Read more about these everyday products at Energy is Everything!

Your Medicine

Oil and gas play an important role in bringing your medicine to you. Some pills like aspirin have petroleum products in them or coating them. The containers your pharmacy uses to send these pills to you are also made of plastic. Every day, people depend on medications to keep them alive and well, and oil and gas make that possible.

API's Energy is Everything Campaign


Energy FYI: The nation’s largest 3,040 hospitals use more than 5 percent of the energy consumed by the entire U.S. commercial sector. Each year there are about 37 million calls for emergency medical help, most involving one of the country’s 81,000 emergency vehicles. Betadine, the brownish antiseptic that’s common in emergency rooms, includes a synthetic polymer made of chemicals derived from petroleum.

​Read more.

Other Medical Items from oil and gas:




Artificial Corneas


Dentures & Hearing Aids

Denture Adhesive


Disposable Syringes



Heart Valves

Petroleum Jelly (Vaseline)

Photographic film for XRays


Rubbing Alcohol


Vitamin Capsules

Artificial heart valves consist of an orifice, through which blood flows, and a mechanism that closes and opens the orifice. There are two types of artificial heart valves: mechanical devices made from synthetic materials and biological or tissue valves made from animal or human tissue. The sewing cuff, used to attach the valve to the heart, is made out of double velour polyester - courtesy of oil and gas.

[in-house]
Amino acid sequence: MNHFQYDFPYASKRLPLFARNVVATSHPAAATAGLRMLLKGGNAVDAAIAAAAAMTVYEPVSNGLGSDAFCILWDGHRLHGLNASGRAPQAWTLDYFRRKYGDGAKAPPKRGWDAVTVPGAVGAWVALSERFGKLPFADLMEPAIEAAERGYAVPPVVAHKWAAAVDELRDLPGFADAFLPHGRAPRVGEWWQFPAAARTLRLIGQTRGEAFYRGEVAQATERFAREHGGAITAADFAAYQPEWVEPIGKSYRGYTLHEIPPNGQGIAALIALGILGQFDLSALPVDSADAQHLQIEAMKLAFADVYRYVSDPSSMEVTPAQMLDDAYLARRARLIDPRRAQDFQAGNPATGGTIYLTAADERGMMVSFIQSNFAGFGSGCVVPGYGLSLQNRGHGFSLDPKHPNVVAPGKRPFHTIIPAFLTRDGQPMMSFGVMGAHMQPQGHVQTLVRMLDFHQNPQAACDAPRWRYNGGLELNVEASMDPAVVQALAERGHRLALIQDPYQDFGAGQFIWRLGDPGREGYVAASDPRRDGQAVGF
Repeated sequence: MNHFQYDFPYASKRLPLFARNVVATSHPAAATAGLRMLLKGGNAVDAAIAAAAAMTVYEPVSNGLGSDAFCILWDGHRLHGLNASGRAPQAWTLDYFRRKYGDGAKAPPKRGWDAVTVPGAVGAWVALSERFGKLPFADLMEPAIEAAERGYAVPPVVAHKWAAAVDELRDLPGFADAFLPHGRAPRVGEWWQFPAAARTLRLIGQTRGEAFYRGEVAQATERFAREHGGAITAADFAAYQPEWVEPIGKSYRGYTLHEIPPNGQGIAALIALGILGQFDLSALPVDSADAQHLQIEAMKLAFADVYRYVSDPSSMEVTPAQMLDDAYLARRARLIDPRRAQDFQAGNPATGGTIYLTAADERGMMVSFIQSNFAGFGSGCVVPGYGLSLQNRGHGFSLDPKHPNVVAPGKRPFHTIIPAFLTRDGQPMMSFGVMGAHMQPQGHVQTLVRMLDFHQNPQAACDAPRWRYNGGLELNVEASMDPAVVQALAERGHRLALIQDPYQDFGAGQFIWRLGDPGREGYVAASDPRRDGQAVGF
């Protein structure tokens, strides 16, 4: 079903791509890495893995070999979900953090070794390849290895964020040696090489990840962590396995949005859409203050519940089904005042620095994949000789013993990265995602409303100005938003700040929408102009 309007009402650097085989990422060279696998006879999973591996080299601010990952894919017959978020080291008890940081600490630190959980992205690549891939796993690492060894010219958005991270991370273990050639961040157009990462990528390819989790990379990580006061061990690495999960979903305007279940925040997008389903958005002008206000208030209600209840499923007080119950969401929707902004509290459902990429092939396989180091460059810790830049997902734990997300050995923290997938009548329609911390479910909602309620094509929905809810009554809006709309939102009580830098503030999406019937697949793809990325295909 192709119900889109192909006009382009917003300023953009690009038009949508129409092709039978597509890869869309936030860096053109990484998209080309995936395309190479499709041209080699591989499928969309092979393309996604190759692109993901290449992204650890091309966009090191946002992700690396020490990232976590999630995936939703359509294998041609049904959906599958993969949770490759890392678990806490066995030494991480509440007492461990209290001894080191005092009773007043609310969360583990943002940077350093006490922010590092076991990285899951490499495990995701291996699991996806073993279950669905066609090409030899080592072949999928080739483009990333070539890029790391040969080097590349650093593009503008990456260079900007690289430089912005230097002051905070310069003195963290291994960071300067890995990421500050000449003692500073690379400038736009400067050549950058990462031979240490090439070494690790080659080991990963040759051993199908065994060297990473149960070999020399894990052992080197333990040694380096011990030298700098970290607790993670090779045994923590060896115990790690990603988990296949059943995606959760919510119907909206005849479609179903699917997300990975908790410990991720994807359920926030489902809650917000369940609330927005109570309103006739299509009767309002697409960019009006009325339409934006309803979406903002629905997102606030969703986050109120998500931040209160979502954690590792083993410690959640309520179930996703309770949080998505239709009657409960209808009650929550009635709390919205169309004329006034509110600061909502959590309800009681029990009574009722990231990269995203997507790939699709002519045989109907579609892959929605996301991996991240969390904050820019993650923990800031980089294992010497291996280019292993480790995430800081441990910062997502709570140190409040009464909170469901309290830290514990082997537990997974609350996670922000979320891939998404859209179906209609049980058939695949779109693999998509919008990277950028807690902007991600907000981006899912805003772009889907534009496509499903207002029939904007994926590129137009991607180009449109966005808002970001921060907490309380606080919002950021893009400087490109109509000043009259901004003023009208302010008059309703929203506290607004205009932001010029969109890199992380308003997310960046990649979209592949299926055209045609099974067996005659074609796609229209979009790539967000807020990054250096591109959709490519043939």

Angioplasty Balloon

An angioplasty balloon is a medical device that is inserted into a clogged artery and inflated to clear blockage to allow blood to flow. With extensive use in the United States since 1980, it can relieve angina (chest pain) and prevent heart attacks in people with coronary artery disease. Angioplasty is less invasive than bypass surgery, as the balloon is fed in through the blood vessels, and the chest remains closed. Patient recovery time is also generally faster with angioplasty than with bypass surgery.

The key requirements of angioplasty balloons are strength and flexibility. The materials typically used in the twenty-first century are polyethylene terephthalate (PET) or nylon. Read more about the role oil and gas plays in creating these life-saving devices here.